Making his Bones

DeSimone then murdered Stacks Edwards. DeSimone was a good friend of Stacks and was disappointed to hear that he had failed to get rid of the truck used in the Lufthansa Heist in New Jersey where the evidence would be destroyed. When he was told by a ranking mafioso that he could become a made man because of this hit, he agreed. Once he found out where Stacks was hiding, he visited Stacks and shot him six times in the chest and head with a silenced pistol.

Disappearance and death

DeSimone was assassinated as a reprisal for having killed two of John Gotti's close friends, specifically Billy Batts and Foxy Jerothe.[1][2]

On January 14, 1979, DeSimone's wife, Angela, reported him missing. She said she had last seen Tommy "a few weeks earlier" when he borrowed $60 from her. Following the Lufthansa heist, Theresa Ferrara, Martin Krugman, Robert McMahon, Joe Manri, Parnell Edwards and Paolo LiCastri had all been murdered by Burke, who wanted to avoid paying them their share of the loot. For years, the New York Police Department and the FBI believed that DeSimone had either been murdered by Burke, or that he was in hiding to avoid being killed. His brother-in-law, Lucchese family member Joseph "The Barber" Spione, also disappeared shortly afterward.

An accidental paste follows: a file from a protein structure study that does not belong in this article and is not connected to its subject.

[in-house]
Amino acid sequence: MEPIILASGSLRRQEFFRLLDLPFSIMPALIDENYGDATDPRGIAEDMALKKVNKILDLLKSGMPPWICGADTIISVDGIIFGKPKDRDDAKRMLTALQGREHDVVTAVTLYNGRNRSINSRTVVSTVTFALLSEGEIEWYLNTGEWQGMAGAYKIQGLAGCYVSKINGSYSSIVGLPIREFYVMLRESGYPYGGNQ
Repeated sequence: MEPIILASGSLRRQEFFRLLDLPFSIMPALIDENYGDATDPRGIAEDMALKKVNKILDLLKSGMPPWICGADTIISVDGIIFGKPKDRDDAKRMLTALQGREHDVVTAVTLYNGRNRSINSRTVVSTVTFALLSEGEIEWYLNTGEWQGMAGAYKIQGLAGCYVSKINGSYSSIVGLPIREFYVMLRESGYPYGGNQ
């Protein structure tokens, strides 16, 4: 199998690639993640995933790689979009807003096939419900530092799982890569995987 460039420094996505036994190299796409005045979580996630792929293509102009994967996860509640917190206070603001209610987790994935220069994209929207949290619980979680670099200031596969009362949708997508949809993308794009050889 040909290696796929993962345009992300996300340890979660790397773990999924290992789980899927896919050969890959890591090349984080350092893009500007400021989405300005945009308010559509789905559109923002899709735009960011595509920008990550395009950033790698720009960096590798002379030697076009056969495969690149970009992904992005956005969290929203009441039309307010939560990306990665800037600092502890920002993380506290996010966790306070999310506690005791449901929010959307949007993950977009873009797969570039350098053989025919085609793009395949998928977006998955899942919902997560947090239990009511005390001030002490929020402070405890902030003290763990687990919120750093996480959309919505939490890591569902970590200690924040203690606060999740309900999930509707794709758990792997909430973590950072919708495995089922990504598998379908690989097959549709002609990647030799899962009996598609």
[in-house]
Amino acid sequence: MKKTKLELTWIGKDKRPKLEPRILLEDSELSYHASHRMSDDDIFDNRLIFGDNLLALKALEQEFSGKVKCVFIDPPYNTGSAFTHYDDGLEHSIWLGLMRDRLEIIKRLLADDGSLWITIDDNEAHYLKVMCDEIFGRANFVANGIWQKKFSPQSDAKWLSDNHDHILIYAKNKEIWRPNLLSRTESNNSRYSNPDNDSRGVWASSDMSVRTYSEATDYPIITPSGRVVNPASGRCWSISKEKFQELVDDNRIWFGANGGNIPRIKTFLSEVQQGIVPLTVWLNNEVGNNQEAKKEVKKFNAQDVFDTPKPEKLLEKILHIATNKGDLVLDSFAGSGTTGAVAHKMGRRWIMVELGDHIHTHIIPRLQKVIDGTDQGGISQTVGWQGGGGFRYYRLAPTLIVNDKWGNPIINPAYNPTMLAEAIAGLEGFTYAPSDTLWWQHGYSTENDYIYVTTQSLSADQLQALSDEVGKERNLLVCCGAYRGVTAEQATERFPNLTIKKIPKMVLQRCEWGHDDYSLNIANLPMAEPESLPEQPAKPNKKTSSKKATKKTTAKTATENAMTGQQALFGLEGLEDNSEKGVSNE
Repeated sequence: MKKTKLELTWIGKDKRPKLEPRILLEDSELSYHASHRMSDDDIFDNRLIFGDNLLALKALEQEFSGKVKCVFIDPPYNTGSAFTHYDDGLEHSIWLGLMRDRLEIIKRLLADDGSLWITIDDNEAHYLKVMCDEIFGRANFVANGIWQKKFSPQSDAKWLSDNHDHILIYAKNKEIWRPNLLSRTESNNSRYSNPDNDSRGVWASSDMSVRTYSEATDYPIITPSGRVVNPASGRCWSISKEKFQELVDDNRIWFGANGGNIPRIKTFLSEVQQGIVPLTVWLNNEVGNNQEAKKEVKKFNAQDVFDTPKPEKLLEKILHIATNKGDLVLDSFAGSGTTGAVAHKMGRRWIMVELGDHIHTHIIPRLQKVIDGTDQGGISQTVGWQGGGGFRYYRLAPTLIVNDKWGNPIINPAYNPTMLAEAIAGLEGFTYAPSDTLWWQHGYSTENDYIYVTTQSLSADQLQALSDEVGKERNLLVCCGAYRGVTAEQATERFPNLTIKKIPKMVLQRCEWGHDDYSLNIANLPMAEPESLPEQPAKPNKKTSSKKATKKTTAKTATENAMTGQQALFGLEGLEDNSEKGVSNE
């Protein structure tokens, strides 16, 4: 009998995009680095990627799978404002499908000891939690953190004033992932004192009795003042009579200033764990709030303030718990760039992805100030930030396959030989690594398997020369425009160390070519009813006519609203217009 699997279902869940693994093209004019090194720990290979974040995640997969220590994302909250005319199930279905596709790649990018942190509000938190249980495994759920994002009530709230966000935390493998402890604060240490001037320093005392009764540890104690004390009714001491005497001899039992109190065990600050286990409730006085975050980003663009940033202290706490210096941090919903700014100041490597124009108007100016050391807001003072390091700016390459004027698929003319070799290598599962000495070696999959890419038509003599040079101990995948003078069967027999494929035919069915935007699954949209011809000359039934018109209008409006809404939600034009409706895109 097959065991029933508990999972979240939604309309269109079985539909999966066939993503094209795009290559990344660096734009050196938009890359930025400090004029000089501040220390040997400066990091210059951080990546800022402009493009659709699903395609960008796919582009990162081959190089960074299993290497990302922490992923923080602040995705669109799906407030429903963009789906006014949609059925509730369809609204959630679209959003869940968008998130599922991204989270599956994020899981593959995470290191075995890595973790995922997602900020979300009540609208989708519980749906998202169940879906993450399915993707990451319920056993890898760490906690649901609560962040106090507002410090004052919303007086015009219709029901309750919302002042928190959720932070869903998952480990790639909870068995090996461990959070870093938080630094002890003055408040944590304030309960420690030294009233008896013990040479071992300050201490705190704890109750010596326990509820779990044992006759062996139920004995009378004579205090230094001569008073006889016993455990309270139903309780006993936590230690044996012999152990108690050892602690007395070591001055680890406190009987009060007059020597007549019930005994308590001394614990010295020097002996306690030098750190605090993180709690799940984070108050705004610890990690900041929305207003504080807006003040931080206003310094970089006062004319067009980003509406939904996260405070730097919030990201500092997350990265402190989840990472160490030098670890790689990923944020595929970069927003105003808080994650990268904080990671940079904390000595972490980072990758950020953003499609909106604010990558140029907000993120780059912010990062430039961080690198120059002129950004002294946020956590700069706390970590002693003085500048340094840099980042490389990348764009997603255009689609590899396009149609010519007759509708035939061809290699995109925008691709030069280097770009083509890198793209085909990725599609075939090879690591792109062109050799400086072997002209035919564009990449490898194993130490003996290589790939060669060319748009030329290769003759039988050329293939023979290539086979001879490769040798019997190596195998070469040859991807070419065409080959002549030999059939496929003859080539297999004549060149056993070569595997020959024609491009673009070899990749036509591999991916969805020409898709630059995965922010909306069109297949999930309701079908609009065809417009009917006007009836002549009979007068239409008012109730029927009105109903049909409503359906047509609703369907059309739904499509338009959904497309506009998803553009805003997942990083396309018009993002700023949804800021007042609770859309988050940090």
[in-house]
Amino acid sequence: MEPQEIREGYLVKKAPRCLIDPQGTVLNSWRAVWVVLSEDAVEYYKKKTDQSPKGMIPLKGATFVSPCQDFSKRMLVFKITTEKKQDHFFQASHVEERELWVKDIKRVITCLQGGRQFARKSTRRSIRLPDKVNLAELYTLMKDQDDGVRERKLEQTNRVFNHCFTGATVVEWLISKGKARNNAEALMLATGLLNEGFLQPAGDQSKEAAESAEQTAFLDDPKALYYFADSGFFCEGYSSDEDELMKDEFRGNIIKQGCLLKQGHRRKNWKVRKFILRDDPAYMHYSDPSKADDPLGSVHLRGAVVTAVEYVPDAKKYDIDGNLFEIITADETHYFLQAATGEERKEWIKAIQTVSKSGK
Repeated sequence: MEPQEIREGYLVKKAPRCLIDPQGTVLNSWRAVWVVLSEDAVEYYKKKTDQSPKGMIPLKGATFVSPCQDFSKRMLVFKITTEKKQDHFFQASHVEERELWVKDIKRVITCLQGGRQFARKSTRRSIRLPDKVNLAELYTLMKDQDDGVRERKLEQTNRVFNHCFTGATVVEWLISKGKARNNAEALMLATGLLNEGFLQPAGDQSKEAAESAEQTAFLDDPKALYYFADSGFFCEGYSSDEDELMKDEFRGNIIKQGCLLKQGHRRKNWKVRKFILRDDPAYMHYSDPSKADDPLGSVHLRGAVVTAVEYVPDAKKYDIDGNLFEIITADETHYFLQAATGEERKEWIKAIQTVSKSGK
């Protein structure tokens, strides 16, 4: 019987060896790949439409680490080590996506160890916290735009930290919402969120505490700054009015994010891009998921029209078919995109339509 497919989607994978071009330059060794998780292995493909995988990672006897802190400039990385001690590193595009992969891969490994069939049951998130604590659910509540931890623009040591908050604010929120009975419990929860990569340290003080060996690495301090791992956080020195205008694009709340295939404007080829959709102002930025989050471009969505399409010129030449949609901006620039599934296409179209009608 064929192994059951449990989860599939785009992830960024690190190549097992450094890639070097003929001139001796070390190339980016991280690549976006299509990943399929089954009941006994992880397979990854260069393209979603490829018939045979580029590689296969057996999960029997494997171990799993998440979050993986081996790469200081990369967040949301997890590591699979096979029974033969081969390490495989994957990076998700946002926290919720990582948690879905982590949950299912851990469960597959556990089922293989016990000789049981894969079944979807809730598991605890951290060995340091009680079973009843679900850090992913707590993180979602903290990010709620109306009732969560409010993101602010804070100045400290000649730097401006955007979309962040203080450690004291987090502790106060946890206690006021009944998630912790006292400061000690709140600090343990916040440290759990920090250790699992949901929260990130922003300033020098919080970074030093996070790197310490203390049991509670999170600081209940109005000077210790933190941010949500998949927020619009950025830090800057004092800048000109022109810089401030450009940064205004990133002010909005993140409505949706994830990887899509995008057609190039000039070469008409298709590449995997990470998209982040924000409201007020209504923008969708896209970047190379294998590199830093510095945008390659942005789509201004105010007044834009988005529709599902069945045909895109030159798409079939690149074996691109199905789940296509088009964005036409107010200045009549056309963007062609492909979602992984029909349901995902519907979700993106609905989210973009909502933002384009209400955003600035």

When Hill became an FBI informant in 1980, he told authorities that DeSimone had been murdered by the Gambino crime family. Despite the oft-given date of death of January 14, 1979, the exact date of DeSimone's murder is uncertain. Henry claimed that in "the week after Christmas" that he and Jimmy Burke had gone down to Florida to straighten out a drug deal gone bad. Tommy had remained behind in New York because he was going to be made. When Jimmy called to see if the ceremony had occurred (the code phrase was to ask if Tommy had seen his godmother yet), Burke was told that it had been called off due to a heavy snowfall. The next day, Burke listened in and found out that DeSimone had been murdered; he slammed the receiver down and began crying, as depicted in the film Goodfellas. Henry also indicated in both the book Wiseguy and the DVD commentary to Goodfellas that DeSimone was already dead when Martin Krugman disappeared on January 6, 1979.